Goodness. Gracious. I’m quite sure that I resembled a wide-eyed owl upon completing this book! Just when I thought I had figured it out, I was wrong, and there was a different twist! And that brings me to how impressed I am with the authors writing ability. Like…how?..! This book and its plot is SO intricate and so detailed and complex, and yet it all weaves together so brilliantly and flawlessly – both the historical story and the present day story.
The characters themselves are each complex as well.  Historical heroine, Thea Reed, has lived her life as an orphan, not knowing her real parents. Her journey to find her identity is captivating, to say the least. Present day heroine, Heidi Lane is on the path to find her identity too, though in a different way. Having grown up in a Christian family, she still felt like a misfit. There was a theme and even a quote in the present day story that made me relate well to Heidi. The quote said: “But, Heidi had to admit, it was nice to finally be heard.”
I felt that this was actually a timely thing for me, and agree with that – it is nice to be heard, to know that there are others who are willing to listen and make us feel validated.
The overarcing theme of our identity and where it is truly found was beautiful. It unfolded at a good pace, and is a very lovely reminder.
I can’t continue without at least mentioning some of the other characters though, such as Simeon (past timeline), Rhett (present day), Connie (present day), and Emma (present day). Simeon is a sweetheart; felt for him immediately. Rhett could be a bit annoying at first (Heidi thought so too, so I’m not alone!), but I grew to love his character. Connie (Rhett’s mother) was amazing, and I adored her daughter (Rhett’s sister) Emma. <3 All amazing characters woven together.
And I loved both storylines pretty equally. Not sure I had a favorite…I love historical stories, but the present-day one was just as good!
There are many creepy things that occur in this novel that might give you a few shivers. I don’t generally take delight in reading eerie novels, but I know I am in for an enjoyable – and impressive – ride when I pick up one of Jaime Jo Wright’s books. As I said, her plotlines are just amazing, and nothing is as it seems until the very end. With each book, I’ve been a little more flabbergasted at how it all comes together.
But do prepare yourself….while things indeed aren’t what they seem, those things and events can still be a bit creepy. ;) Definitely worth the read, though! Thoroughly enjoyed “The Curse of Misty Wayfair”!

 

 

 

 

img_3459

I received a complimentary copy of this book from the author/publishers. I was not required to write a positive review.

Posted in blog tour, Book reviews

“Who I Am With You” by Robin Lee Hatcher ~ Review/An I Read With Audra Blog Tour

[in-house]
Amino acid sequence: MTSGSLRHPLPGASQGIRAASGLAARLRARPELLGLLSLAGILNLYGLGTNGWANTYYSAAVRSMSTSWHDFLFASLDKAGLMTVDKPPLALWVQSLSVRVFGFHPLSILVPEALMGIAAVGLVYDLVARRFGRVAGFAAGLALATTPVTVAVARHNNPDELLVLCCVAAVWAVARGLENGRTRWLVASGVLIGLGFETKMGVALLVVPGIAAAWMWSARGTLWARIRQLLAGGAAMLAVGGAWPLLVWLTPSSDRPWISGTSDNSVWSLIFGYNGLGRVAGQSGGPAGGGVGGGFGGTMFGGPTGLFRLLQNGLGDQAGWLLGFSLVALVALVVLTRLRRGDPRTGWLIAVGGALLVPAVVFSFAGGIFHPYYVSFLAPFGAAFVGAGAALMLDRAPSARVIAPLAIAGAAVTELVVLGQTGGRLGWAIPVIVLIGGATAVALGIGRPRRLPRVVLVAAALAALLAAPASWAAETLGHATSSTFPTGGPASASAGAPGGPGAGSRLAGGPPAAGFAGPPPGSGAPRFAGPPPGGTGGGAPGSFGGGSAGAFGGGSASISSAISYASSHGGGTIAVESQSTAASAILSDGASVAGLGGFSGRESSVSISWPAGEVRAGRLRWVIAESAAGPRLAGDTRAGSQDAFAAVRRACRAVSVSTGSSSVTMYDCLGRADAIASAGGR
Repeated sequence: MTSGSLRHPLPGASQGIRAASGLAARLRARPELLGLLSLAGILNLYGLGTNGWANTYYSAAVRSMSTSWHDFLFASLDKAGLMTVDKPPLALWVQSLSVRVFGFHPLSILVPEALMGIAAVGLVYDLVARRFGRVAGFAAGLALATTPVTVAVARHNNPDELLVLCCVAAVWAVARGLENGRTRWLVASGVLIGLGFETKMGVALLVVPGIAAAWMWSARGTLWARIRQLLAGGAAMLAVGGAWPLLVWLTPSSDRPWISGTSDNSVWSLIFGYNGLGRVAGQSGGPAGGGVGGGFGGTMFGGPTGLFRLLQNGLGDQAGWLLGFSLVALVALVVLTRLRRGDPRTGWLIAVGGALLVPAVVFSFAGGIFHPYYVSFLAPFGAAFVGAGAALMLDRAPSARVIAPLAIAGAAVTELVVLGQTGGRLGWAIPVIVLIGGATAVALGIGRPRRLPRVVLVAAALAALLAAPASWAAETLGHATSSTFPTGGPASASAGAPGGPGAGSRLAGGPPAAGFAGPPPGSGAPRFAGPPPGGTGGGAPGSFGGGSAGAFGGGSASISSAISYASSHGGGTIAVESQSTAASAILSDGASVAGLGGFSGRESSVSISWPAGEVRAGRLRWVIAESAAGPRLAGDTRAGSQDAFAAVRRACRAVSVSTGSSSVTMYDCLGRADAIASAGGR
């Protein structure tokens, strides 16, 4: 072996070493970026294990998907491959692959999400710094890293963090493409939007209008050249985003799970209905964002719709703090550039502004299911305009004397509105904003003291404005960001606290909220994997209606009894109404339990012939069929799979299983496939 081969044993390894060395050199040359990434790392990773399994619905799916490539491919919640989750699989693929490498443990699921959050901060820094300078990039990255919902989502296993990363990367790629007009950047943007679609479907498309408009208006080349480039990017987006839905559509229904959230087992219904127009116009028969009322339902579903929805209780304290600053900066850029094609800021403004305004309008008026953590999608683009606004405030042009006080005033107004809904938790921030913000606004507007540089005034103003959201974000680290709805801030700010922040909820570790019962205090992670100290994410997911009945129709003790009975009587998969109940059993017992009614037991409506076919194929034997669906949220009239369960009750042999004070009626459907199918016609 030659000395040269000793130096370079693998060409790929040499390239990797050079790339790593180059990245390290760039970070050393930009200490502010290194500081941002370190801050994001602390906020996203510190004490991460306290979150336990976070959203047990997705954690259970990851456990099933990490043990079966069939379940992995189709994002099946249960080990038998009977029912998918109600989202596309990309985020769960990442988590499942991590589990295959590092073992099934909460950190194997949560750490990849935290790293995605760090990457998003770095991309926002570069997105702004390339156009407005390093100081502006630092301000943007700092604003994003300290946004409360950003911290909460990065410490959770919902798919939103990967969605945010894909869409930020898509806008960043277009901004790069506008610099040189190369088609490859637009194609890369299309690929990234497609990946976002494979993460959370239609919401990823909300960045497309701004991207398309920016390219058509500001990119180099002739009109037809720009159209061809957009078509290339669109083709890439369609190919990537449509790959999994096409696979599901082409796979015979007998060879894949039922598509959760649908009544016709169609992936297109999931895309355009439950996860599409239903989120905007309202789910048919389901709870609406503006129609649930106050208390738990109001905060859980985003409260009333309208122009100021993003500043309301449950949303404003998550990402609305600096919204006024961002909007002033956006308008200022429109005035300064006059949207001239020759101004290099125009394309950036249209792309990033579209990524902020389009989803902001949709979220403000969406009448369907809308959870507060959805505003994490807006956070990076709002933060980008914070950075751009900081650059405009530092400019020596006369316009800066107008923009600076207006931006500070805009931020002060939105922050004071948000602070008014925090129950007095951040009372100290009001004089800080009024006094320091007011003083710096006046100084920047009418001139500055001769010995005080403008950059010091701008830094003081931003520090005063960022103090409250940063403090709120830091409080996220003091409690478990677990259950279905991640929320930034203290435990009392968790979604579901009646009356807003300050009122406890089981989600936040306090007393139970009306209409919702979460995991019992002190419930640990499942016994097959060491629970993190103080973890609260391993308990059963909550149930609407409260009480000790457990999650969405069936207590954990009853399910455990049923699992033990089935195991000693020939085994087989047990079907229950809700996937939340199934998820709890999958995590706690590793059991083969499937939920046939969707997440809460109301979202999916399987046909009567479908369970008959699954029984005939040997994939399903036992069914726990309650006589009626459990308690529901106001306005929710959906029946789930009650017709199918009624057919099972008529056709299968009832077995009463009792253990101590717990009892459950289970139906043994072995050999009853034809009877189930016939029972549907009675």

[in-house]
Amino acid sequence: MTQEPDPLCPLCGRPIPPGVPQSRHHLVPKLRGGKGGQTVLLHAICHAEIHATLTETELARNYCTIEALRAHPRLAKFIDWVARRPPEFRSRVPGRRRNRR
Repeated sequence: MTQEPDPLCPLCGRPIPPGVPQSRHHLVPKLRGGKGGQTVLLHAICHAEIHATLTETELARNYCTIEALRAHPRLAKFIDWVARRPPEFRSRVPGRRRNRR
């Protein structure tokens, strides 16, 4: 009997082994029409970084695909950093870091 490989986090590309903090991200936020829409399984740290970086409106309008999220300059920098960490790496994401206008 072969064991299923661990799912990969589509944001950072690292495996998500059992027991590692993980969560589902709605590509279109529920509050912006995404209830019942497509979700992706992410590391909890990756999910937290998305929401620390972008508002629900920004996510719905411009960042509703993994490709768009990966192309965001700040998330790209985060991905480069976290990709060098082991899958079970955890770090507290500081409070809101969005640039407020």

robinleehatcher

“Who I Am With You” by Robin Lee Hatcher

Who I Am with You is the first book in Robin’s new “A Legacy of Faith” series.

Review copy through I Read With Audra blog tours

My Rating: 4.5 out of 5 Stars

 

(clicking on the above graphic will lead you to the giveaway. Ends tomorrow -25th.)

*

*

*

 

About the Book:

 

For these two broken hearts, the first step toward love will be a huge leap of faith.

Jessica Mason isn’t looking for love when she meets Ridley Chesterfield. Instead she is still reeling from the tragic, unexpected loss of her husband and daughter—and awaiting the arrival of her unborn child. Harboring the secret of her husband’s betrayal, her pain is deeper than anyone knows.

Ridley Chesterfield is hiding out in Hope Springs, Idaho, avoiding a political scandal and the barrage of false media headlines that have tarnished his good name. The last thing Ridley wants is a relationship—but when fate leads Ridley to form a friendship with his reclusive and pregnant neighbor, he wonders if this small-town hideout might be more of a long-term destination. 

When Jessica begins to read her great-grandfather’s Bible, she finds a connection with a man she never knew. Somehow the verses he marked and the words he wrote in the margins open her heart to healing. And as Ridley and Jessica help each other forgive the people who have broken their hearts, they must decide if the past will define them or if they will choose to love again.

Who I Am with You weaves together a modern-day romance with Jessica’s great-grandfather’s story from the 1930s, reminding us that some truths can cross generations and that faith has the power to transform families forever.

 

 

My Thoughts:

 

I’m very glad I tried my first Robin Lee Hatcher book – “Who I am With You” is such a sweet read, with writing that feels very familiar in style for me.
I loved the realistic characters and the realistic events and struggles they went through, and yet how it wasn’t overwhelming when they struggled. I didn’t feel like there was anything unnecessary or unrealistic. It was a very touching romance story, slow and sweet.
Jessica is still recovering from many hurts involving her husband and daughter’s car crash and the history preceding it. Ridley is recovering from lies spoken about him and false claims regarding his actions on a political campaign. It was a delight to watch both of them find their healing in a way that was both separate from each other and yet connected at the same time.